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Dan Patrick stole a big win from Joe Straus on “sanctuary” cities. Greg Abbott took to Facebook and stole the issue from Patrick. Straus’ House popped the governor on ethics. Abbott told some religious leaders they should turn up the heat on the House to get the “bathroom bill” unstuck.
With less than three weeks left in the session, things are getting a little chippy among the state’s top three leaders.
The drama on the surface hides the politics beneath.
The speaker of the House turned onto a rough patch of road when Senate Bill 4 — the “sanctuary cities” legislation — moved significantly in the Senate’s direction when it came up for consideration in the House. The Senate bill was strict. The starting House bill was less so. But the members of the House amended it to allow police to ask for the immigration status of people they detain or arrest — what’s been referred to as a “show us your papers” provision — and Abbott signed it into law on Sunday night.
Score the first bit as a win for the Senate, and for Patrick, who had been hoping — against recent history — that the House would go along with the Senate when that bill reached the full membership.
Abbott’s signing grab was a nice deflection. With little notice, he did the deed on Facebook Live from his office. He shut out the protesters he might have drawn with a public signing. He didn’t have to face questions from reporters, who weren’t invited. And he didn’t have to share the spotlight with the little people who made the bill possible — a group that notably includes not only senators and representatives but also the lieutenant governor who has made a fetish of announcing that he will not challenge Abbott for governor in 2018.
The House tagged the governor last weekend, handily passing a heretofore unnoticed bill to disqualify big donors from gubernatorial appointments — to end a storied tradition of Texas governors giving the best and most prestigious gigs to the people who gave the most to their campaigns.
Nothing stirs the legislative pot like ethics legislation. The business of regulating politicians is something those politicians take personally, which is understandable. But there’s more to it: Ethics legislation is also an opportunity to hurt enemies, sully reputations and settle scores.
The 91-48 vote on what the author called a “pay for play” ban would block anyone giving more than $2,500 to a governor’s political campaign from becoming his or her appointees to the state board and commission spots long considered plums to supporters. If that vote wasn’t pointed enough, remember that cleaning up government ethics is one of the four “emergency” issues highlighted by Abbott at the beginning of the session.
Score that win for Straus.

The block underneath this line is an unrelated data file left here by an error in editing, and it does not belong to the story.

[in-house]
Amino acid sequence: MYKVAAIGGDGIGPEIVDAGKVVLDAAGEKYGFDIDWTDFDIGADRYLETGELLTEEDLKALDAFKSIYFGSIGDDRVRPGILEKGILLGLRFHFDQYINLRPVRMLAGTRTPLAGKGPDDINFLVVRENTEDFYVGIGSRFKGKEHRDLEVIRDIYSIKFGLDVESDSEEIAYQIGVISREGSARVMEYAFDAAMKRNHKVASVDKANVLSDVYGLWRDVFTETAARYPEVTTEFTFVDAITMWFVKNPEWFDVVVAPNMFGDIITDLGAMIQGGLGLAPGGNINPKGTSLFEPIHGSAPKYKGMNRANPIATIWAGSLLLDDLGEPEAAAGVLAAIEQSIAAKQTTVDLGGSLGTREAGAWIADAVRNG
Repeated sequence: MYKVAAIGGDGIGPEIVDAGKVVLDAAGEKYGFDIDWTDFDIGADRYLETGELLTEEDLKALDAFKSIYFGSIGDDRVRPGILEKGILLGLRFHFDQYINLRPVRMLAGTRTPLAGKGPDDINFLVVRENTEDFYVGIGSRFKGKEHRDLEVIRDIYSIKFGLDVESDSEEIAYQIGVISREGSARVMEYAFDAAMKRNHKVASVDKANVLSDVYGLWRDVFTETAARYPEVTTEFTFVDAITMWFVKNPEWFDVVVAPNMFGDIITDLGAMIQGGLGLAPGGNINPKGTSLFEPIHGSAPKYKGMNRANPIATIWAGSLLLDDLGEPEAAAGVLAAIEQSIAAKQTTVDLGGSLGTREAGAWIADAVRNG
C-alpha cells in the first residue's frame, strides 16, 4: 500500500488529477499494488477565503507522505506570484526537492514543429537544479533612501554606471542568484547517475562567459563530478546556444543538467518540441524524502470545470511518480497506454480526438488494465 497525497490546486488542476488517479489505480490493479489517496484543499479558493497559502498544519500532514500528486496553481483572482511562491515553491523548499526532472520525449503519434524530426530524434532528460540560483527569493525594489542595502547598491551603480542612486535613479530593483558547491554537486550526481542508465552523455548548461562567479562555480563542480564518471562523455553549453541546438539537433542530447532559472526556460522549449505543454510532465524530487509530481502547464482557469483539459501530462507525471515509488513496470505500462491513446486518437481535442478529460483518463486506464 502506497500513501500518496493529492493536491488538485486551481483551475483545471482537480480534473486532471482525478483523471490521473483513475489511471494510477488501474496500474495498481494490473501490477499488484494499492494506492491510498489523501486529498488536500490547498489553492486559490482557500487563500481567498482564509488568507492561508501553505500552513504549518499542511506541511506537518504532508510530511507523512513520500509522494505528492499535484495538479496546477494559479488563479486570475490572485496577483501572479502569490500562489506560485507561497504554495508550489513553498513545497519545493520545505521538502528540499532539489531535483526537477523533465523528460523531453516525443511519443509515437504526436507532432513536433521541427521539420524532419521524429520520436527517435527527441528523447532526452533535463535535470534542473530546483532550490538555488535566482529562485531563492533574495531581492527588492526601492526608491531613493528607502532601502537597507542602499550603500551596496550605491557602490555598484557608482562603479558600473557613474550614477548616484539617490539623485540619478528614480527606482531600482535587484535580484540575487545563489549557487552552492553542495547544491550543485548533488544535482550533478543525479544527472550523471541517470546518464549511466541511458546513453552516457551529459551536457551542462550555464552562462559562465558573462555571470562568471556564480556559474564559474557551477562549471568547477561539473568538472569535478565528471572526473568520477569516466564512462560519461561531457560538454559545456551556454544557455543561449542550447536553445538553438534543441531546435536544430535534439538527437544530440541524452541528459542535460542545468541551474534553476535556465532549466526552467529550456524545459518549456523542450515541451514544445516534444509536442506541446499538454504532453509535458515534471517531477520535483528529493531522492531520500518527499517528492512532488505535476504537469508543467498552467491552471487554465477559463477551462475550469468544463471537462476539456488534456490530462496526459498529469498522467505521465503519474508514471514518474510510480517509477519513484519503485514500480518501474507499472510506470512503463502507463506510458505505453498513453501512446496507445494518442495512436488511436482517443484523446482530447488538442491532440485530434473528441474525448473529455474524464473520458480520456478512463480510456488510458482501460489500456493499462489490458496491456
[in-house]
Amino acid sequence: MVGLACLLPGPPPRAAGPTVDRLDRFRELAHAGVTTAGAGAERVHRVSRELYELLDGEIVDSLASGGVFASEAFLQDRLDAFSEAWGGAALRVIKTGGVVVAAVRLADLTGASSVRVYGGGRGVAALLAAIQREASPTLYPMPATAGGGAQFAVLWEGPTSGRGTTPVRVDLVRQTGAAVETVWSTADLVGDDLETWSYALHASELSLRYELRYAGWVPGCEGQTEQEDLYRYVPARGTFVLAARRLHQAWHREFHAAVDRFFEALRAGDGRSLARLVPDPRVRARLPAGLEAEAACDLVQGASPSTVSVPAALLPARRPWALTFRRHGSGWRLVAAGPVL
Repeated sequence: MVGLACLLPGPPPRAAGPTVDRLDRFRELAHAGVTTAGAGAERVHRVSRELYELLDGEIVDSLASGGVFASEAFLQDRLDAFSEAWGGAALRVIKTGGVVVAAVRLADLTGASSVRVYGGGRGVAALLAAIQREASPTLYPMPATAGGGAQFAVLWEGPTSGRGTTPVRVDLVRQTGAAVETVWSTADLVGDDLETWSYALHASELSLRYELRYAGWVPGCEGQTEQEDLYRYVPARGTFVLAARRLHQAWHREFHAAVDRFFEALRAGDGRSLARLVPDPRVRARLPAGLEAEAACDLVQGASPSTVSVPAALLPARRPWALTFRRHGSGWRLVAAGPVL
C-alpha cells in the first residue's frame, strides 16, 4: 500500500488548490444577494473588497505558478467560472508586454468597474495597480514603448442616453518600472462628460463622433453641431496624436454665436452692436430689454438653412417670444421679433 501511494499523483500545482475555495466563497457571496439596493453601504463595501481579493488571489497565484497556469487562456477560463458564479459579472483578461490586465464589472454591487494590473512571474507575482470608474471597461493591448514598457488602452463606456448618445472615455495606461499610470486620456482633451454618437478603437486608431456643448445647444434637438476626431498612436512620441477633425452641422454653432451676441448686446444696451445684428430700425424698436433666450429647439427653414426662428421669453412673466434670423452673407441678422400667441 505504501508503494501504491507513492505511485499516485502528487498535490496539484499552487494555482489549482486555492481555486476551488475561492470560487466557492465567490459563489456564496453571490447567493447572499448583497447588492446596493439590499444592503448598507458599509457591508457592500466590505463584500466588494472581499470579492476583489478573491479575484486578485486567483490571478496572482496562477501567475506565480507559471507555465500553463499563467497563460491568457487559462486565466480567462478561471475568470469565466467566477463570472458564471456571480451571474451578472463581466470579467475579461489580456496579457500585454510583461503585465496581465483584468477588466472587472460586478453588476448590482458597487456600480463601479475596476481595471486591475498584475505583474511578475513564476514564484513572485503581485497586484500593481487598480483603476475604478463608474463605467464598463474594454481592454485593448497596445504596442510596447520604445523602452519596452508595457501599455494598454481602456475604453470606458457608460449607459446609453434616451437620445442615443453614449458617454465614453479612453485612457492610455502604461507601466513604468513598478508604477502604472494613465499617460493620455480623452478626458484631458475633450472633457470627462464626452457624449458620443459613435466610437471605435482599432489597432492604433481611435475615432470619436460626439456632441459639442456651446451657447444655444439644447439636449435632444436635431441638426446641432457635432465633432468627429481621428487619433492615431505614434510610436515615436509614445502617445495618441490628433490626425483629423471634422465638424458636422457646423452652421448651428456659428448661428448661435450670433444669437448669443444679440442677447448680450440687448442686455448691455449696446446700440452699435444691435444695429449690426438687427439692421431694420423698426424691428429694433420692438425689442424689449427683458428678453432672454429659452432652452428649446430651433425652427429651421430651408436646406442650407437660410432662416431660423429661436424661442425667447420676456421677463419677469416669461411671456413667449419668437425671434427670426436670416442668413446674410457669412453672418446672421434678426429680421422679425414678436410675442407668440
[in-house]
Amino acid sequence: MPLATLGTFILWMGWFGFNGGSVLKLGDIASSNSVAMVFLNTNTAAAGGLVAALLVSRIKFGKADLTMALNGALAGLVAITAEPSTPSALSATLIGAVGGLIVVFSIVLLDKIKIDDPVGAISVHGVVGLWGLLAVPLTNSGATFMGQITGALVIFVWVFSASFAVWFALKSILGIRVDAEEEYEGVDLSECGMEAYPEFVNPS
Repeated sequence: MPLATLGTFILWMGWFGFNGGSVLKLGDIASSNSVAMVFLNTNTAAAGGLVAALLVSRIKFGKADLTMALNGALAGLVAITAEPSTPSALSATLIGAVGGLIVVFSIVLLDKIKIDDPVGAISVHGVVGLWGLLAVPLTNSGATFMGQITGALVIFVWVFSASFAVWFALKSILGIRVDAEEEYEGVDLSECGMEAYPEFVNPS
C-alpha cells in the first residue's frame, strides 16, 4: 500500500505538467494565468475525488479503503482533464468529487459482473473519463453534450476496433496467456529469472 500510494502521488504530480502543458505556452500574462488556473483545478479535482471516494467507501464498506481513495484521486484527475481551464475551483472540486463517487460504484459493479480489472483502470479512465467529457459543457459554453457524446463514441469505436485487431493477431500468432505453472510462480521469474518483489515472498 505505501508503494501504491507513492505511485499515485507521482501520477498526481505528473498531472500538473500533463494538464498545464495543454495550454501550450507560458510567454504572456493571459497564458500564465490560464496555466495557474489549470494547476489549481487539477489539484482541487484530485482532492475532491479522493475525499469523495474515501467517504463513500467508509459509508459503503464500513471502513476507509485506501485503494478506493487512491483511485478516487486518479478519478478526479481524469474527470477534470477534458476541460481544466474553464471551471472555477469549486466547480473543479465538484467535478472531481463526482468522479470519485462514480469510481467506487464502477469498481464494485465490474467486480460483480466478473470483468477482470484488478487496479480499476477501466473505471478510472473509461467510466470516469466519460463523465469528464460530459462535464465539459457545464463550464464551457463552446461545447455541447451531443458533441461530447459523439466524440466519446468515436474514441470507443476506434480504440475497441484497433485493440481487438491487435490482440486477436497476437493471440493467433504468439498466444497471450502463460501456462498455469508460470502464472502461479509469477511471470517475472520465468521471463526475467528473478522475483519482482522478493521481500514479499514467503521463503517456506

While members of the Texas House are picking the governor’s tail feathers from their teeth, time is running out for the “bathroom bill” so dear to social conservatives this session.
And after months of cajoling, Patrick finally nudged Abbott to assist his call to overturn local laws and school policies and require transgender Texans to use the restrooms and other public facilities that correspond to their “biological sex.”
The Senate has approved that legislation, but the House version died in committee. It could show up as an amendment to other legislation before the end of the session, however. Abbott told a radio interviewer that he told a group of pastors that, if they want that in state law, they need to work the House, where it has stalled and where Straus has made his opposition clear.
That might get the bill passed, which would be a win for Patrick. But it really helps Abbott, who can’t be blamed if the legislation fails. Anyone looking to run as a conservative alternative to the incumbent governor isn’t getting any daylight on this issue. Straus’ win is on the other end of the party, where business conservatives have been working to kill legislation they believe will hurt the state economically.
Governors usually control the final weeks of a legislative session, punctuating the action with their vetoes and — as Abbott demonstrated on social media on Sunday night — with their bill signings.
But the positioning is interesting. Not long from now, the main topic of conversation in the political class won’t be the legislative session. It’ll be the 2018 elections — where positioning is everything.
More columns from Ross Ramsey:
- The Texas Legislature is moving into the part of the calendar when certain dates are circled in red. More bills are killed by clocks and calendars — by those circled deadlines — than by votes.
- A Texas governor's powers peak at the end of a legislative session, as deadline-haunted legislators begin to fear the threat of a veto from the state's chief executive.
- Texas legislators — along with everyone watching them — expected to lock horns over transgender Texans and the bathroom bill. But the raw debate over sanctuary cities legislation could be the hallmark of this 85th Legislature.